HBCU experts gather for Flood and Hurricane Meeting

Attendees of the HBCU Flood and Hurricane Meeting pose with U.S. Rep. Bennie Thompson (center, at podium).

The Department of Homeland Security’s (DHS) Coastal Resilience Center of Excellence (CRC) hosted their first Historically Black Colleges and Universities (HBCU) Flood and Hurricane Meeting Aug. 3-4 on the campus of Tougaloo College in Jackson, Miss. The CRC university network includes 21 universities and colleges from throughout the country.

More than 30 researchers and other professionals representing 21 HBCUs from Virginia, Texas, Tennessee, North Carolina, Mississippi, Maryland, Georgia, Florida, Arkansas, Alabama and the District of Columbia attended the meeting.  The HBCU representatives  interacted with CRC researchers on issues related to response and recovery from natural disasters within minority communities. Because of their locations, historical significance, and positive reputations within their surrounding communities,  HBCUs are likely to be able to help improve outcomes within minority communities.

Stephanie Willett, a program manager within the DHS Science and Technology Directorate (S&T) Office of University Programs (OUP), assisted with organizing the meeting. As program manager she has worked intensely with various HBCUs for the past nine years. She has overseen the management of grants, internships and summer programs intended to increase capabilities and involvement of HBCUs in homeland security mission space.  The meeting provided an opportunity for HBCUs with ties to S&T and the Federal Emergency Management Agency to interact and identify synergistic opportunities for future work and opportunities.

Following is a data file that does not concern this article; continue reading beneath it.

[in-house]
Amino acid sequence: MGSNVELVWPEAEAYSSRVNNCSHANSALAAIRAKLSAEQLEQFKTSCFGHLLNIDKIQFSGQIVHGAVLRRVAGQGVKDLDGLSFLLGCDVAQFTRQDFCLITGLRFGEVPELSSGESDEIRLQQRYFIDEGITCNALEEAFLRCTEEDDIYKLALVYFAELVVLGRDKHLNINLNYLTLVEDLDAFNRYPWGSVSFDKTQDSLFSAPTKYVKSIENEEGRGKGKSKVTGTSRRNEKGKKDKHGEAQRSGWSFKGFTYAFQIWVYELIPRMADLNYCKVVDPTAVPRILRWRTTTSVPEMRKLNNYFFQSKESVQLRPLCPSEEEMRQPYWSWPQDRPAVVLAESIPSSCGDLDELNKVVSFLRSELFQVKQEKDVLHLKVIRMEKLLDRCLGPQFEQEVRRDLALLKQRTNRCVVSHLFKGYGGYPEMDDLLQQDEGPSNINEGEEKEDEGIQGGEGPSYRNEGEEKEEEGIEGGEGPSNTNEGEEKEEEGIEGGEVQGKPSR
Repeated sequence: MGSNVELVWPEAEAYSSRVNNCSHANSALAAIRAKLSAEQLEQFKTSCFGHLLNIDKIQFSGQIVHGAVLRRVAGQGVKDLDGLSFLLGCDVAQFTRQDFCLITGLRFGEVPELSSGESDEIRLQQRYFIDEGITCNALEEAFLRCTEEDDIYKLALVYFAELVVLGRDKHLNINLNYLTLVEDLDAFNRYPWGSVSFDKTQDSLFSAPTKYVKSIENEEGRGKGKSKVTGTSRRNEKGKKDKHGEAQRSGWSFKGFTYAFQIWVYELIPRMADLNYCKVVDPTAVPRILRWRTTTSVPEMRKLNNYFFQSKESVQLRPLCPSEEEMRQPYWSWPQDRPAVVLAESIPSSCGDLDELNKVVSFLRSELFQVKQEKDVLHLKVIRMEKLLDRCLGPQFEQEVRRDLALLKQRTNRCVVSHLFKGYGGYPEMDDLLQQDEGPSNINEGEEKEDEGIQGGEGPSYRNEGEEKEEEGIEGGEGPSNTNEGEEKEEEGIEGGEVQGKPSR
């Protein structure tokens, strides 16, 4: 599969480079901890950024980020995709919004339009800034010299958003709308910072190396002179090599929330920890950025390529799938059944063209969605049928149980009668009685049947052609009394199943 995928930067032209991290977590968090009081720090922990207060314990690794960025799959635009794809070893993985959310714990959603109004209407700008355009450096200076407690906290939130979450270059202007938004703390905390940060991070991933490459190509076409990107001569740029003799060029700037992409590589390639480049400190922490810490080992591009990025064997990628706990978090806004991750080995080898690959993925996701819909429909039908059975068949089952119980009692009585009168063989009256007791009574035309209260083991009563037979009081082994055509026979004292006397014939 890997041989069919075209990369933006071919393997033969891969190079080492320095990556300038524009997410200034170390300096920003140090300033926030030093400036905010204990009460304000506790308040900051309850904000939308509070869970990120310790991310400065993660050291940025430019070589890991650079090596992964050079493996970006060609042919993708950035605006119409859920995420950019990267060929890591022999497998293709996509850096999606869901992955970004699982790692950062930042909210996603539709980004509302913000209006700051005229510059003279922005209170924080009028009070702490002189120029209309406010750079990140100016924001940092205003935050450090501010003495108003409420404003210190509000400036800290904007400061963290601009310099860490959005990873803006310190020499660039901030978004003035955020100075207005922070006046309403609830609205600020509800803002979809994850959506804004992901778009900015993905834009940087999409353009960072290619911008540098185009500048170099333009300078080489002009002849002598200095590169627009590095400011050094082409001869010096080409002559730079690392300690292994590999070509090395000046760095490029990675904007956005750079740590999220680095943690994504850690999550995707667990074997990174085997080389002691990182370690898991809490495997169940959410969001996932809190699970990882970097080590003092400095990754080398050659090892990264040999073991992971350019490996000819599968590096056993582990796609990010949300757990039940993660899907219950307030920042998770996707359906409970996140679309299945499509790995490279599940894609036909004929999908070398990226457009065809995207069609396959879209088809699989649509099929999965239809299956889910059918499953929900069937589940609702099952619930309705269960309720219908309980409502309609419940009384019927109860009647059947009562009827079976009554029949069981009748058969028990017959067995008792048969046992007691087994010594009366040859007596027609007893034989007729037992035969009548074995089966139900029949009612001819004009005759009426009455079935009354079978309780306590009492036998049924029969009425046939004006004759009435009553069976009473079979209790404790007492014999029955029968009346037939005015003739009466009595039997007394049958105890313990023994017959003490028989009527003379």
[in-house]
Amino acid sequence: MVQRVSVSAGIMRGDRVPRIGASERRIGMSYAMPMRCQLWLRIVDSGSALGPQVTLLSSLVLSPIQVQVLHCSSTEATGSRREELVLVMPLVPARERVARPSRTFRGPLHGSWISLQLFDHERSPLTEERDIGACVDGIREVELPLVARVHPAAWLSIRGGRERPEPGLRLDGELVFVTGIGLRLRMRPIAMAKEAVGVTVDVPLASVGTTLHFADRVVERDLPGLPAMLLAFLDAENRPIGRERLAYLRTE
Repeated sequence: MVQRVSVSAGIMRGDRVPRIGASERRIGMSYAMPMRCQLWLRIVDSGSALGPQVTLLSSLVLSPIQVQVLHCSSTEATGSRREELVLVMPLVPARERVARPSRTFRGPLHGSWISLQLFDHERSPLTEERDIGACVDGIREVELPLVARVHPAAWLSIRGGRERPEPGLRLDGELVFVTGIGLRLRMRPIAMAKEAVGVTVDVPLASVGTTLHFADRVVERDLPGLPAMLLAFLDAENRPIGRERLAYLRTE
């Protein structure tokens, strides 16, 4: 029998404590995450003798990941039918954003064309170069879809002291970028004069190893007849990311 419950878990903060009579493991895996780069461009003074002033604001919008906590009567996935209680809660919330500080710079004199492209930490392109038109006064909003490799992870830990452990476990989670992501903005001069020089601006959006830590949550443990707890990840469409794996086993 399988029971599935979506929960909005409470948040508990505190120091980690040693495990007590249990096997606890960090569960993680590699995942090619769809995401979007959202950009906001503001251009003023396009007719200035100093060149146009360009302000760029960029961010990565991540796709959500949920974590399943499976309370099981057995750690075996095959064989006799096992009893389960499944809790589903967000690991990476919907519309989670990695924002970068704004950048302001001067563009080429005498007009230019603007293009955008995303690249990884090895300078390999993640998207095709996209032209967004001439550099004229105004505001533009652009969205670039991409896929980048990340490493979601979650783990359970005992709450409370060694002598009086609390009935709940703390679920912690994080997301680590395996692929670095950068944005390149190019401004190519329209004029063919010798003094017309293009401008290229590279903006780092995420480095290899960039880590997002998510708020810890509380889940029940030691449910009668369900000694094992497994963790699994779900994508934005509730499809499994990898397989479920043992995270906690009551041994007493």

U.S. Rep. Bennie Thompson of Mississippi, Ranking Member of the House Committee on Homeland Security, gave the keynote address at the event. Rep. Thompson, a Tougaloo College graduate, spoke about the partnership DHS has with HBCUs and the importance of diversity within the universities that are involved with DHS.